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Interfaith Experience

By Breanne Massey
Columbia Valley Pioneer Staff

Master of Divinity student Matteo Carboni was impressed with the harmonious relationship of the Windermere Valley Shared Ministry.

Seven students from St. Andrew’s College at the University of Saskatchewan (U of S) visited the Christ Church Trinity on Sunday, April 19, to experience an ecumenical shared ministry, which consists of devotees from the Christ Anglican and United Church communities.

“Shared ministry is more common in both the United Church and Anglican Church,” said Matteo, who is Anglican. “In a class situation, you learn a lot of theory from books, but coming into a situation like this one where you’re meeting real people (practising), all of a sudden, it becomes very real. We learned about the struggles and the joys of doing this … what I’ve gained from coming out here is that I want to participate in something like this.”

United Church minister, Sandra Beardsall, who teaches church history and ecumenics at St. Andrew’s College at the U of S, wanted her students to participate in a shared ministry experience.

“We’ve talked about these shared ministry congregations, how they’re formed and what some of the challenges are in abstract, but I thought it would be good for (my students) to see people who live their lives in this way,” said Beardsall, “for some real world experience.”

The Christ Church Anglican and the United Church came together to create an interfaith community known as the Christ Church Trinity in 1998, but it still “thrives” in the community, according to Rev. Laura Hermakin.

“We have this incredible gift of having this class,” said Ms. Hermakin about the visiting Saskatchewan ecumenical studies class. “Sandra might not put it this way and would probably blush, but she’s the international guru as it were on shared ministries, which means churches that have come together from differ ent denominations to worship together rather than continue to be separate — it’s a big deal.”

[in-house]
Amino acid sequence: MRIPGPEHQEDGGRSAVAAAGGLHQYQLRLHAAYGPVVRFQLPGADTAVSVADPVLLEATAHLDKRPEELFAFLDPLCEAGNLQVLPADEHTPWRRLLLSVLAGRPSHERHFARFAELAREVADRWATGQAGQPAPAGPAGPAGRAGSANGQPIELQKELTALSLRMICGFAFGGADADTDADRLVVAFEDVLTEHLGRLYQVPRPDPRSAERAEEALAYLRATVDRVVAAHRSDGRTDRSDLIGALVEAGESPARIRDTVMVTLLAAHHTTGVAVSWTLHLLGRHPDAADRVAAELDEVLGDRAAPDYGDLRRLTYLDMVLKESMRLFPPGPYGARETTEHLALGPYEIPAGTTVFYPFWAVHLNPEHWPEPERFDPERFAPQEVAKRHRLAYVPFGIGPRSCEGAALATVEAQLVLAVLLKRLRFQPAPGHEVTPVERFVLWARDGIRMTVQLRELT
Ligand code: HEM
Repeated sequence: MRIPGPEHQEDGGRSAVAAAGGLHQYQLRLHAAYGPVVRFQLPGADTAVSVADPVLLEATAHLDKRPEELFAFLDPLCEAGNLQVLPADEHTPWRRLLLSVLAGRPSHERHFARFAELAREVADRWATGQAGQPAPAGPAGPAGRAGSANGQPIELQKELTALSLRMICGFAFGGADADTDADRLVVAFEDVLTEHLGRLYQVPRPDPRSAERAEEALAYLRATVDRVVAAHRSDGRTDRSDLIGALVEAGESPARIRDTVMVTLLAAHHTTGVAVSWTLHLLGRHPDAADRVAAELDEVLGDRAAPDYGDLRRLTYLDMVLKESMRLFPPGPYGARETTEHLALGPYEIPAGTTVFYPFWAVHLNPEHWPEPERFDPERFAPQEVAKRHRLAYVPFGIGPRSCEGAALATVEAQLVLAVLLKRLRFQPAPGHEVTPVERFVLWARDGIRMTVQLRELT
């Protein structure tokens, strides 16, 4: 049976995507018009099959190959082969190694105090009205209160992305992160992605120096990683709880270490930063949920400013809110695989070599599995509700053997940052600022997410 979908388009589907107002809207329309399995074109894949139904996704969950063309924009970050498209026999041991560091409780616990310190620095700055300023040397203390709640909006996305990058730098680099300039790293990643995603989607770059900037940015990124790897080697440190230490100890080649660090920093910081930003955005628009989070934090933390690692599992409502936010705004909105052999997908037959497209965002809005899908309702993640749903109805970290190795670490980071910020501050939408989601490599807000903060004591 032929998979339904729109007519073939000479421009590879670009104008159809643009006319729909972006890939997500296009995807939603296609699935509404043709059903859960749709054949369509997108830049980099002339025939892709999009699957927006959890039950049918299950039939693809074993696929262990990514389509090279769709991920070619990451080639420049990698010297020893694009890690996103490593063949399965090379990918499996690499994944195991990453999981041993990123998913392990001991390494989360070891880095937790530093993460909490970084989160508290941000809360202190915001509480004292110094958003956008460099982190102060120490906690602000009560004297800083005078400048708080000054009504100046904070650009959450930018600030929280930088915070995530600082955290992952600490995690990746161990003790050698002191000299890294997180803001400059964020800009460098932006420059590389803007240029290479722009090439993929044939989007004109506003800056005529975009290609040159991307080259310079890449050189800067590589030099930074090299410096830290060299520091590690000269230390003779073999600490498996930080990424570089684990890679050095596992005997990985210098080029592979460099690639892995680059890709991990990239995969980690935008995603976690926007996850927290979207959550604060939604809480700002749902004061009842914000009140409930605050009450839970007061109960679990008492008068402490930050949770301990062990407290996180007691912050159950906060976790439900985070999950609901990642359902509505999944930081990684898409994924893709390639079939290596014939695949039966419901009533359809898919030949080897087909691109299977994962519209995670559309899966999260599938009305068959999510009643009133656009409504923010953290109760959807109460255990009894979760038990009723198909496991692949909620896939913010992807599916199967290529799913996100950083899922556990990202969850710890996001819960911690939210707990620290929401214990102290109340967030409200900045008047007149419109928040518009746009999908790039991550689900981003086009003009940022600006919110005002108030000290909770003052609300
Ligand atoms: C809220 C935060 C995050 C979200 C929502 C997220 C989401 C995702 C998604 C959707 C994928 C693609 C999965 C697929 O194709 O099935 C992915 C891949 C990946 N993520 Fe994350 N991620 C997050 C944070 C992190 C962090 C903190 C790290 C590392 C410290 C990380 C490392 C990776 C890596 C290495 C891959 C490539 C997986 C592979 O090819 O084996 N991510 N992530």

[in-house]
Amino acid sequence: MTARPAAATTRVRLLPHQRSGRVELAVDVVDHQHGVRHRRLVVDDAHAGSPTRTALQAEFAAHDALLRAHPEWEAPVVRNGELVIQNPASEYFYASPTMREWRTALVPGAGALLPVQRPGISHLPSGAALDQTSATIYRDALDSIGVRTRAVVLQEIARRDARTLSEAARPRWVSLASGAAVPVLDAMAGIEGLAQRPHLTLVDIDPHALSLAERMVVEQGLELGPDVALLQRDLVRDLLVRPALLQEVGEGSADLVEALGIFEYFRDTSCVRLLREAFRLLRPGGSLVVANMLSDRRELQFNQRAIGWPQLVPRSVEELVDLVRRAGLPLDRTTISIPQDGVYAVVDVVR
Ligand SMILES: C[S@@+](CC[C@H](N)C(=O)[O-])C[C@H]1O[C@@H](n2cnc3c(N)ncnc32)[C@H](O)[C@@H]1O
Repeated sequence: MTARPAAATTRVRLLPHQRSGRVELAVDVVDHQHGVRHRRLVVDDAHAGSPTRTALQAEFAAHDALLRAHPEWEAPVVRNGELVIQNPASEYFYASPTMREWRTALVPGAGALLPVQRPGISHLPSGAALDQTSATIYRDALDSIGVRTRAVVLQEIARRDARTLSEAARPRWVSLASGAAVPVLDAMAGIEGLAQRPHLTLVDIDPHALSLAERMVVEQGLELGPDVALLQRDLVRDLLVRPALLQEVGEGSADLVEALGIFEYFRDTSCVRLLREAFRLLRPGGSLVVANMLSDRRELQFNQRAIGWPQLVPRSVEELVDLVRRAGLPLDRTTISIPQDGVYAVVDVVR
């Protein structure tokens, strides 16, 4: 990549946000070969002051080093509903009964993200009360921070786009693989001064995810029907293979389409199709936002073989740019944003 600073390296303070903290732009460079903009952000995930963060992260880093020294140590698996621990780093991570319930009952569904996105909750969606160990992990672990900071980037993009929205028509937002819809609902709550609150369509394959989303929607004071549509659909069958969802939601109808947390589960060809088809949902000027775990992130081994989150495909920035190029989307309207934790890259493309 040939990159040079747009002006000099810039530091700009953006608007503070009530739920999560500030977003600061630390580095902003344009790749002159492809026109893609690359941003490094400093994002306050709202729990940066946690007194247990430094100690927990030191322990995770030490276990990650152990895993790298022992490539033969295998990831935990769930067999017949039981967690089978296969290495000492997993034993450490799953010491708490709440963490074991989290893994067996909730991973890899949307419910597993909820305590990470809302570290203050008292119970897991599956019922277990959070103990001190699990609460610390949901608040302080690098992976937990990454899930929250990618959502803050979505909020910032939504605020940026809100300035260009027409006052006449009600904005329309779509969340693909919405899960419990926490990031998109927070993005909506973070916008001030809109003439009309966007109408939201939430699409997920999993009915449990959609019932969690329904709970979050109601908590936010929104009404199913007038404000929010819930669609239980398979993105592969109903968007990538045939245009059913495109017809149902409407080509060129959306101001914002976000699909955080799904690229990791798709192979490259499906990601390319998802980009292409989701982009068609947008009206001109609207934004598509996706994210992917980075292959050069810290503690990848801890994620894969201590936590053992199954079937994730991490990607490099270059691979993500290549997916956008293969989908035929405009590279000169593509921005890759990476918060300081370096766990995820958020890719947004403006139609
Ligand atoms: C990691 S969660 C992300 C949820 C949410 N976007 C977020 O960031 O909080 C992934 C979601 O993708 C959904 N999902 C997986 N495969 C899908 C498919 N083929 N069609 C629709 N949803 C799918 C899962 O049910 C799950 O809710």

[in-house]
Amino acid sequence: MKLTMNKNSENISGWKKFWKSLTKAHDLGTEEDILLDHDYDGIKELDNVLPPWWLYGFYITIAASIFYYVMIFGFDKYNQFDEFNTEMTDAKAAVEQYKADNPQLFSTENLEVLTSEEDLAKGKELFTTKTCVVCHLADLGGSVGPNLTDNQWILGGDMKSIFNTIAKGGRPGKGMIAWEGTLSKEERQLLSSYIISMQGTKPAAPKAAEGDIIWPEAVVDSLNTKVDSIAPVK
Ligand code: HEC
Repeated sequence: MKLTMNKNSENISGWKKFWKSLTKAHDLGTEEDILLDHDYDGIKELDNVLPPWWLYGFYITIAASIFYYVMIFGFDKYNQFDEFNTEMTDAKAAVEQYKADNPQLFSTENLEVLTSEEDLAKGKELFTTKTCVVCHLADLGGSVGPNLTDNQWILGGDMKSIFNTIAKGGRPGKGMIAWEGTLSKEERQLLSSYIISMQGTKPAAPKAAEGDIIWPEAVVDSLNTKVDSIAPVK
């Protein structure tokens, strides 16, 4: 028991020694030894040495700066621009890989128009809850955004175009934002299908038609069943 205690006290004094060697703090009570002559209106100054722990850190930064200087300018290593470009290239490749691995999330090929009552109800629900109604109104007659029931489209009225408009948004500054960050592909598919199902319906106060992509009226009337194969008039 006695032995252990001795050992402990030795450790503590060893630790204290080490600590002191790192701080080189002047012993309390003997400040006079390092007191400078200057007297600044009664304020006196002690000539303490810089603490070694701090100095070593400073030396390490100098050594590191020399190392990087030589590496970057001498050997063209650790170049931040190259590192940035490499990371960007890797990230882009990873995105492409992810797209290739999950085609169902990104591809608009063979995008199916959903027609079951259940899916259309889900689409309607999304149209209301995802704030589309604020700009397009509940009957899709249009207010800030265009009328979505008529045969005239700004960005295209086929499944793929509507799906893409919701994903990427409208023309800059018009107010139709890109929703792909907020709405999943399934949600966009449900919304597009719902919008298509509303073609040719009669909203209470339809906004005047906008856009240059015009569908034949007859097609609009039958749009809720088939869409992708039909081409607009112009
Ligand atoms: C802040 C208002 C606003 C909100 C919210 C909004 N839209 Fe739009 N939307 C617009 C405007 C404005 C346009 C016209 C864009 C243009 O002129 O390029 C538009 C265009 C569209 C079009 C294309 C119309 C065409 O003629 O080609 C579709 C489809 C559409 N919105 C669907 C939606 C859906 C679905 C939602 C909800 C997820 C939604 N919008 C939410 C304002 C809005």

Beardsall and her husband, Bill Richards — an Anglican priest and a professor of New Testament language and literature from the College of Emmanuel and St. Chad at the U of S — practise what they preach.

“Even in their marriage; they live this ecumenical shared ministry,” explained Ms. Hermakin, “which is neat.”

But the spirit of unity spanned more than the couple’s interfaith relation-ship and the ecumenical class that brought students into the heart of the Columbia Valley.

Master of Divinity student Eva Biederman, 30, who is a United Church follower, was pleased to gain a broader sense of the interfaith community at the Windermere Valley Shared Ministry by participating on this trip and seeing theory put into practice.

“We’ve been learning about numbers going down in congregations and (it’s) a great idea to have different traditions join one another for worship,” Eva explained. “I was speaking to someone (at lunch) about how, economically, it’s better to share the cost of one building together and you’re also learning about the ‘so-called’ other.”

She noted the challenges of a shared ministry were worth the effort of helping religious followers break down antiquated belief systems.

“I think (religion) is fairly emotionally charged,” she added. “People have a lot of memories and traditions that people hold really dear to their hearts; and sometimes those (beliefs) are challenged by some- body who worships in a different way so that can make it difficult to agree on things, but I think we have to keep talking to people, learning about them and become friends. It creates more understanding and (this) has been an awesome experience.”

— Story and photo courtesy The Columbia Valley Pioneer, Invermere, B.C.

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